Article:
Paul Hollywood likes to stare. It’s a wonder he manages to make any bread in between all the staring. Yet he does, and he now has his own BBC cookery show to tell us how to make bread too.
Each week Hollywood offers up a different slice of bread history and culture. In the first episode Hollywood explored the bread classics: bloomers, ploughman’s and malt loaf. He occasionally flirts with meat and cake recipes, but the series is predominantly, as the title suggests, about bread.
This week his focus was on flat breads. They might be really interesting but it looks like making them will be more effort and hard work than my little kitchen could handle. He started by visiting different restaurant kitchens to learn how to make impressive looking flat breads.
It was all very educational but then Hollywood began to act like he was in his own episode of “The Generation Game” all about bread. He would see the experts doing it and then decide that he could do it better. Annoyingly Hollywood didn’t end up plating up some rubbish, like Generation Game contestants normally would.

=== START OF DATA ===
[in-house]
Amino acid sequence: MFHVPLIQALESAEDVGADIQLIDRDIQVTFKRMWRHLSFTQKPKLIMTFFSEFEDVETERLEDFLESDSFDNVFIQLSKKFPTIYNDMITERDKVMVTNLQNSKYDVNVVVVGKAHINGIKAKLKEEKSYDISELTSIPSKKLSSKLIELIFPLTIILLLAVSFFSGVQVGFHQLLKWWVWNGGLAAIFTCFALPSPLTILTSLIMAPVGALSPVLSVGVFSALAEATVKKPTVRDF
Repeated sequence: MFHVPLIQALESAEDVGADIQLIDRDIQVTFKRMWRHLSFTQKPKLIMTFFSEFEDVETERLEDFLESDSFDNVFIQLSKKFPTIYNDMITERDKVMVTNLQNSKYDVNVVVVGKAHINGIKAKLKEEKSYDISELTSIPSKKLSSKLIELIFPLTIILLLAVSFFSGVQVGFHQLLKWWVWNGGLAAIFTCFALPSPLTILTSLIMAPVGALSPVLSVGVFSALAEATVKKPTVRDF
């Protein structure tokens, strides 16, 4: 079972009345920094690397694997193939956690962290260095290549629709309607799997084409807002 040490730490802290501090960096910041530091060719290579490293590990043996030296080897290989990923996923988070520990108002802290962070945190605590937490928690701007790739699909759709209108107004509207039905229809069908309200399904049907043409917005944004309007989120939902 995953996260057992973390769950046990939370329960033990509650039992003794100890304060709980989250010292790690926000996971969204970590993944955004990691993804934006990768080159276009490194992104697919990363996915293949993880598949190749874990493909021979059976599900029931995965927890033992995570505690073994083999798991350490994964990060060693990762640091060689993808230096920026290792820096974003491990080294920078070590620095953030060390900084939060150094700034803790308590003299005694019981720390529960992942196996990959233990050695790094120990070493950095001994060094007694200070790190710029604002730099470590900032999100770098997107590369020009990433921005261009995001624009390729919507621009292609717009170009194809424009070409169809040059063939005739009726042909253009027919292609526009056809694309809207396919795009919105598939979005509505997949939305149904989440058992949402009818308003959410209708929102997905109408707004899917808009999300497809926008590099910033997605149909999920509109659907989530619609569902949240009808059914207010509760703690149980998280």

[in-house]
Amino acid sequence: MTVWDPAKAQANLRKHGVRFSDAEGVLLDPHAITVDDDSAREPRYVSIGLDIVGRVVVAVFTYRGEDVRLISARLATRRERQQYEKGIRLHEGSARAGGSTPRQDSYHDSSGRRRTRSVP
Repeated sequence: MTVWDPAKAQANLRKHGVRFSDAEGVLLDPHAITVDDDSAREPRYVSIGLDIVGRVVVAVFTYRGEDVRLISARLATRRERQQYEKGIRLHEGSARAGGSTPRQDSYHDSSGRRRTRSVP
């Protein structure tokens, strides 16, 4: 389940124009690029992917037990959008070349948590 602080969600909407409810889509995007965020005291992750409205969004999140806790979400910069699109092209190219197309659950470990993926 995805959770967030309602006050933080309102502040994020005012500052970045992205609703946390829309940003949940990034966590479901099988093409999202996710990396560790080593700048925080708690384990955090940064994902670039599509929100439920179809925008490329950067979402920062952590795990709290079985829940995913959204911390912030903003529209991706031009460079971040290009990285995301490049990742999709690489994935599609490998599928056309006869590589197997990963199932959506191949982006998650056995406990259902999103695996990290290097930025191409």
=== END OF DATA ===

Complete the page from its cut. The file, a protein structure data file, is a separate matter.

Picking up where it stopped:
Hollywood has landed this series after showing off his baking skills on “The Great British Bake Off”, playing the bad guy to Mary Berry’s comforting figure. Innocently it makes sense that Hollywood, a keen and knowledgeable baker, wants to get the nation making their own bread, as he says: “I can’t just be beaten by a piece of dough, it ain’t going to happen.”
Not so innocently, the Hollywood stare seems to have caught some people’s attention. Nicknamed the ‘Silver Fox’ he seems to be a bit of a sex symbol. Looks aside, he does end up playing up to his reputation. He likes to get his hands messy, demonstrating how he likes to use his hand as a mixer. He also started to pound his dough roughly against the table, instead of just rolling out his flat breads. He isn’t doing himself any favours.
The important test for any cookery show is does it make people want to cook. Hollywood surely knows that he has a battle on his hands. Any person watching a heavenly chocolate cake being made on the telly would surely try making it themselves? You show someone how to do meat, potatoes and veg a bit differently then someone will give it a go. But even if you show how amazing it is to make your own bread, then almost everyone will say: “That’s nice but it costs about £1 in the shop.”
However, he does make it look simple and that’s encouraging. Make your own judgement and watch “Bread” on BBC iPlayer.